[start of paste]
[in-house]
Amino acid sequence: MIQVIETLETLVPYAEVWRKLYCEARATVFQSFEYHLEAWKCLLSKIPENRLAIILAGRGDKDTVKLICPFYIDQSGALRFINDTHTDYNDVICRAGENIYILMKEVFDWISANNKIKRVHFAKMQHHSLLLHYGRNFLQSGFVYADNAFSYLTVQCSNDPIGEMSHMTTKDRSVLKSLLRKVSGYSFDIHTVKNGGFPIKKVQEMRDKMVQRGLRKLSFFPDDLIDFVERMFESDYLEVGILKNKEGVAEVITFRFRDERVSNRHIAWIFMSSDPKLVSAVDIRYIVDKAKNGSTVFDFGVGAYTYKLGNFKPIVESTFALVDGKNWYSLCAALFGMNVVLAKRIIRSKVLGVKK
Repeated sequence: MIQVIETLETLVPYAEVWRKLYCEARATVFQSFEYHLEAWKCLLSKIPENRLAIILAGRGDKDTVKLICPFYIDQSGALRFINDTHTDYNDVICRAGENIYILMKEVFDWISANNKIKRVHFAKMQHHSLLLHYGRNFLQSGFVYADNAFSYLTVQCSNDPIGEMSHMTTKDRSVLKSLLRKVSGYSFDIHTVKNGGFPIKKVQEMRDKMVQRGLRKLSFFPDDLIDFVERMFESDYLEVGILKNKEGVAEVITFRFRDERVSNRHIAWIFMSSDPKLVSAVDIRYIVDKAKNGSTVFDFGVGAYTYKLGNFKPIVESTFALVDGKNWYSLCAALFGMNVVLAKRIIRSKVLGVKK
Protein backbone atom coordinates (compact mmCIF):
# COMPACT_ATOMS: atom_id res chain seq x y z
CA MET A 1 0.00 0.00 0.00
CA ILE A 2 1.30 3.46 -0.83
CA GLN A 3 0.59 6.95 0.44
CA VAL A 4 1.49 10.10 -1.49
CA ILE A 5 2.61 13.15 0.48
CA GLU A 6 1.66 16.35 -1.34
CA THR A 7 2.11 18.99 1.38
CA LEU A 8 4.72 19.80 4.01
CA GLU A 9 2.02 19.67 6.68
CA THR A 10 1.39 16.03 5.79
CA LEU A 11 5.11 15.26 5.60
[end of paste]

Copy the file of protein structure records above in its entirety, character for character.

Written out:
[in-house]
Amino acid sequence: MIQVIETLETLVPYAEVWRKLYCEARATVFQSFEYHLEAWKCLLSKIPENRLAIILAGRGDKDTVKLICPFYIDQSGALRFINDTHTDYNDVICRAGENIYILMKEVFDWISANNKIKRVHFAKMQHHSLLLHYGRNFLQSGFVYADNAFSYLTVQCSNDPIGEMSHMTTKDRSVLKSLLRKVSGYSFDIHTVKNGGFPIKKVQEMRDKMVQRGLRKLSFFPDDLIDFVERMFESDYLEVGILKNKEGVAEVITFRFRDERVSNRHIAWIFMSSDPKLVSAVDIRYIVDKAKNGSTVFDFGVGAYTYKLGNFKPIVESTFALVDGKNWYSLCAALFGMNVVLAKRIIRSKVLGVKK
Repeated sequence: MIQVIETLETLVPYAEVWRKLYCEARATVFQSFEYHLEAWKCLLSKIPENRLAIILAGRGDKDTVKLICPFYIDQSGALRFINDTHTDYNDVICRAGENIYILMKEVFDWISANNKIKRVHFAKMQHHSLLLHYGRNFLQSGFVYADNAFSYLTVQCSNDPIGEMSHMTTKDRSVLKSLLRKVSGYSFDIHTVKNGGFPIKKVQEMRDKMVQRGLRKLSFFPDDLIDFVERMFESDYLEVGILKNKEGVAEVITFRFRDERVSNRHIAWIFMSSDPKLVSAVDIRYIVDKAKNGSTVFDFGVGAYTYKLGNFKPIVESTFALVDGKNWYSLCAALFGMNVVLAKRIIRSKVLGVKK
Protein backbone atom coordinates (compact mmCIF):
# COMPACT_ATOMS: atom_id res chain seq x y z
CA MET A 1 0.00 0.00 0.00
CA ILE A 2 1.30 3.46 -0.83
CA GLN A 3 0.59 6.95 0.44
CA VAL A 4 1.49 10.10 -1.49
CA ILE A 5 2.61 13.15 0.48
CA GLU A 6 1.66 16.35 -1.34
CA THR A 7 2.11 18.99 1.38
CA LEU A 8 4.72 19.80 4.01
CA GLU A 9 2.02 19.67 6.68
CA THR A 10 1.39 16.03 5.79
CA LEU A 11 5.11 15.26 5.60